How I learnt to embrace handwriting, sketching and sticking stuff on walls

Me working with a wall

Leisa Reichelt has written an excellent article on using walls as a way of collaborating and communicating.

Could it be true that I, spokesperson (one of many) for Jira, would possibly want to see stuff on the wall? Surely it should all just be in Jira right?…

omg yes. I love walls with post its and index cards stuck on it and sketches on whiteboards. I like walls for planning, for thinking, for communicating and for analysing.

I first learnt the power of using walls when I worked with the University of St Andrews web team. Just as Leisa Reichelt advocates using Jira, we also used digital tools like Trello. That worked for certain things. But working with the team taught me that nothing beat the immediacy of having a physical wall reminding you what was what.

Another strong memory came a few years later, shortly after the formation of the University of St Andrews digital communications team, when we were a team of three. We had been tasked with coming up with a new visual design for the website, so were grappling with some tricky user interface decisions. Some real breakthrough moments came when the three of us brainstormed ideas with simple sketches on the whiteboard in our tiny room.

Leisa Reichelt’s post also reminded me of Austin Kleon’s point about using the right tool for the right purpose.

…handwriting is great for coming up with ideas, for note-taking and big picture thinking…

Typing, on the other hand, is great for producing writing for other people…

Going paperless backfired on me

When I started my current job with the University of Edinburgh Website Programme, for some reason there was a shortage of notebooks in the departmental stationery store. The only one I could take was a hardcover A4 notepad, which wasn’t comfortable to carry or work with.

Shortly afterwards, I was provided with a work laptop. This was smaller than the notepad, and not much heavier. I decided to try and go paperless, partly because I had begun to find my notepad frustrating to use.

Some while later, I felt like I’d lost my mojo a bit. Whether it was true or not, I began to fear that I wasn’t performing as well as I should be, and that my creativity was faltering.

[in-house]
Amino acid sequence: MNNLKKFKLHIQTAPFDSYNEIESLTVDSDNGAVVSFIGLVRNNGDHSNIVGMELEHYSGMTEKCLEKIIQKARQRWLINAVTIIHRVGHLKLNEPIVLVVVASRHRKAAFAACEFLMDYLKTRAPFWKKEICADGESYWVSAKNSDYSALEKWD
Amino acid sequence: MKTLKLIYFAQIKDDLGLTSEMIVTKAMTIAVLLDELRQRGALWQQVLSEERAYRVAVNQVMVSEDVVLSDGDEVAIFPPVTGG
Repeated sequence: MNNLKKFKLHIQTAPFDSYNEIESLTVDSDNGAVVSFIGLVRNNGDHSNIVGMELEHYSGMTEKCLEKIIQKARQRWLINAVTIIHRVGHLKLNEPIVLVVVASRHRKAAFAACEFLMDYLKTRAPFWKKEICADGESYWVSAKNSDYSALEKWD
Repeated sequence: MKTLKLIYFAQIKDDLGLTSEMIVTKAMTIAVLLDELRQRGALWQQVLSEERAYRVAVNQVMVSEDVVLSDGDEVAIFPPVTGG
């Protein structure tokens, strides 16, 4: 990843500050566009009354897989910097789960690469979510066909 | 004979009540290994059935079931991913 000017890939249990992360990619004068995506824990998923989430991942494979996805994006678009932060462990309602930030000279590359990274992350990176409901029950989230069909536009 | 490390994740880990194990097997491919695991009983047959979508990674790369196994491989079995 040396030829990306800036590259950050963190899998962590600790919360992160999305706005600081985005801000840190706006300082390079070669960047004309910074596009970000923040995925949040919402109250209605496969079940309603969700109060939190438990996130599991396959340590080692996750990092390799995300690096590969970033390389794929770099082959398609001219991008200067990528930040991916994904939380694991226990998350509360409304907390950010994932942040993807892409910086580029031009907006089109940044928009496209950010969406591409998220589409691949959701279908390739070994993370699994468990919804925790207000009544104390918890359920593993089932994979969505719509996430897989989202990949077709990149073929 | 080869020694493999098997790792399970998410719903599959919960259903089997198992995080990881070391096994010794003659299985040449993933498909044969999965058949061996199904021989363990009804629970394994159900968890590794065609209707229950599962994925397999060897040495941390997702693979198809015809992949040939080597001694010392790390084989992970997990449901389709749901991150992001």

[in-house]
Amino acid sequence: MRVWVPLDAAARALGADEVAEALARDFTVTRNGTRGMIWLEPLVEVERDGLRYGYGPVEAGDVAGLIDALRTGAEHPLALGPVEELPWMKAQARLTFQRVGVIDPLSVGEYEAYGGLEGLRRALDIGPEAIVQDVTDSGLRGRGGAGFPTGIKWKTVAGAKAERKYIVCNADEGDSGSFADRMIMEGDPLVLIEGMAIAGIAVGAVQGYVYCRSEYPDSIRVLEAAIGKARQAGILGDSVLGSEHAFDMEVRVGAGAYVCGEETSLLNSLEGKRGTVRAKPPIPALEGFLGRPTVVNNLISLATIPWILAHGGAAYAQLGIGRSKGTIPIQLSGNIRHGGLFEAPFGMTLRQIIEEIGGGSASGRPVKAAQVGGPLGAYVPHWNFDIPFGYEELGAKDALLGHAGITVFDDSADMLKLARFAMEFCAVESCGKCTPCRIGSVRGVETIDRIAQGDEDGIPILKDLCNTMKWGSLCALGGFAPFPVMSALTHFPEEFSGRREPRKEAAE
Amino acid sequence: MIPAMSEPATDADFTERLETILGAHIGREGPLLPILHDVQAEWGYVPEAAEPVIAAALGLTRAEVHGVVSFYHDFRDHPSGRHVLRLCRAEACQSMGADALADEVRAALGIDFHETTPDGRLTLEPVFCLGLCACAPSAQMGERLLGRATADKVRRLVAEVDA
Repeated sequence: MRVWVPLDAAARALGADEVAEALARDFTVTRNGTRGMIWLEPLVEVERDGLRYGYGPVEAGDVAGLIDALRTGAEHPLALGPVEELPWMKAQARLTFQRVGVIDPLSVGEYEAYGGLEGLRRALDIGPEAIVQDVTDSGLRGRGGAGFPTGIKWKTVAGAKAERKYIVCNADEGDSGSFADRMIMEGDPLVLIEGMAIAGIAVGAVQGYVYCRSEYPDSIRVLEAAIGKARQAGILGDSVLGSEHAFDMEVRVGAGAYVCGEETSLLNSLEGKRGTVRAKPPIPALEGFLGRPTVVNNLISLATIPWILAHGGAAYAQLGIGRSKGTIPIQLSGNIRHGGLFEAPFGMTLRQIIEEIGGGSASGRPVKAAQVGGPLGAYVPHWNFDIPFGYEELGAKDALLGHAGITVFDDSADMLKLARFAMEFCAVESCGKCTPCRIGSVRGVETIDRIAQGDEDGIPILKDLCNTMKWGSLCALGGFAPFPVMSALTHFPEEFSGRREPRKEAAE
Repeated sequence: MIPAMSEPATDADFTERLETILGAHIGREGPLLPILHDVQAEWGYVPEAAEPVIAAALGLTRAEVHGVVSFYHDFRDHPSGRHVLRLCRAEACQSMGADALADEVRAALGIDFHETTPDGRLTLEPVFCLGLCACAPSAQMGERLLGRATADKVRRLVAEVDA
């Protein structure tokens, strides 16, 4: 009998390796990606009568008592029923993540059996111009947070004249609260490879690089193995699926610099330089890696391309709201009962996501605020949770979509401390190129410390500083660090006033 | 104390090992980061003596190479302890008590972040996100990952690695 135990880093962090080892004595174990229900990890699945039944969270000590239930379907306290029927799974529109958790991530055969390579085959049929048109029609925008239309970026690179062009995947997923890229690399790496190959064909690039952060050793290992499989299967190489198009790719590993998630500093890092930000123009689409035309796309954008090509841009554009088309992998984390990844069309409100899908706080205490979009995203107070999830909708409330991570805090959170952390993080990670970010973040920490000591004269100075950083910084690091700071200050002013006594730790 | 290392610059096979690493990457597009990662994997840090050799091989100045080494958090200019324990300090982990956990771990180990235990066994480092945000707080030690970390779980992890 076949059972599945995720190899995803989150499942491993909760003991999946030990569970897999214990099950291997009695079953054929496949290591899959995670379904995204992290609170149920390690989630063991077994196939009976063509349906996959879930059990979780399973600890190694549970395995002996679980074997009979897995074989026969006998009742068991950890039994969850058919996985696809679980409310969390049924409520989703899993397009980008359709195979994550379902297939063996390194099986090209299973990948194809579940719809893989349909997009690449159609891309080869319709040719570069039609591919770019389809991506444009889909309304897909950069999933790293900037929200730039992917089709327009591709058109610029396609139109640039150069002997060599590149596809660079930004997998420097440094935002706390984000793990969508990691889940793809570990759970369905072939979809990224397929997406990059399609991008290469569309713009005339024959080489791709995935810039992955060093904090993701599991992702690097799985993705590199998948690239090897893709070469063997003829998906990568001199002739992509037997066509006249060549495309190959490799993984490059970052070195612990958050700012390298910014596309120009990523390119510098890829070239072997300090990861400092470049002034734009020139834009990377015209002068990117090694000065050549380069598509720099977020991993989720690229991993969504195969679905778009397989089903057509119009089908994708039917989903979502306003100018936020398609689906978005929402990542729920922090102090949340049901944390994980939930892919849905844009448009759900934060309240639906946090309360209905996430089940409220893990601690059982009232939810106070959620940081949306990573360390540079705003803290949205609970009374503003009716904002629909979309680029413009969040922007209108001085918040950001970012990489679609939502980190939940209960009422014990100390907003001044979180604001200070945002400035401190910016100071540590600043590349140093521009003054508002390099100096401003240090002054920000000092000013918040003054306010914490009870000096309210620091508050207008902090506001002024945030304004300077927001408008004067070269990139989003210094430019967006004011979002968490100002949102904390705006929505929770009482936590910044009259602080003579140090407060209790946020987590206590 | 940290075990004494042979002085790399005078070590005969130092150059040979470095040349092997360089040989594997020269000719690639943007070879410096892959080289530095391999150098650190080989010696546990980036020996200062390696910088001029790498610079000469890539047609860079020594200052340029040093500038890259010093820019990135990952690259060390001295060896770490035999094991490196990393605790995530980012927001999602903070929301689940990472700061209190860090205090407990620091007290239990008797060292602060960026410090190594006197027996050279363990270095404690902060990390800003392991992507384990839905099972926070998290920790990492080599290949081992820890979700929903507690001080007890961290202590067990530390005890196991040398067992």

It took me a while to understand why that was happening. But I began to think my experiment with going paperless was backfiring in some subtle way. That became crystal clear after I read Austin Kleon’s article.

I found a notebook that was more to my taste — soft cover, spiral-bound, A5. Now I make much more use of it. I have found that for certain types of work, hand-writing lists and ideas is much more effective than working in a digital document.

My breakthrough moments with walls

Despite that attempted paperless period, I have always made heavy use of walls at the University of Edinburgh, and this aspect has always gone well. It is unbeatable as a way of brainstorming, and as a means of communicating your knowledge to colleagues.

I can’t stress enough just how valuable it is to work with someone when standing at a wall and physically interacting with it. It is so much more powerful than a dry report or presentation.

But walls are even great tools to use when you’re by yourself.

One of my most productive days came when I booked a meeting room to myself for half a day so that I could use its walls. I wrote individual sticky notes containing insights from some user interviews I had been carrying out for the API Service.

Up until then, I’d been using a spreadsheet to map out the insights. This was OK at first. But the limited size of the desktop monitor quickly became a deterrent to recording things properly.

That all changed when I shifted to a more physical approach. Suddenly, after just half a day hand-writing the insights, I found I had way too many sticky notes for the wall space available!

Of course, that meant it was too many to work with full stop. But it was good because I ultimately had stronger material that I could boil the whole thing down to. I was astonished at just how effective it was to simply write the insights onto a wall instead of typing them into a spreadsheet.

I have even found myself drawing a cartoon as a way of summarising the insights still further. I would never have imagined that a year ago, as I am far from a confident drawer. But, inspired by the efforts of my colleage Nick Daniels, I began sketching out some ideas. With a bit of effort, it became a fully-fledged storyboard.

For me, this is the biggest advantage of using walls. There is something important about physically working with ideas — getting our pens out and moving sticky notes around. It unleashes creative thinking more than staring at pixels on a screen does.

I thought of myself as a digital native. But over time I have come to realise that digital doesn’t mean replacing all of our tools with digital equivalents. Sometimes, you can’t beat something as simple as a handwritten note stuck on a wall.


One response to “How I learnt to embrace handwriting, sketching and sticking stuff on walls”

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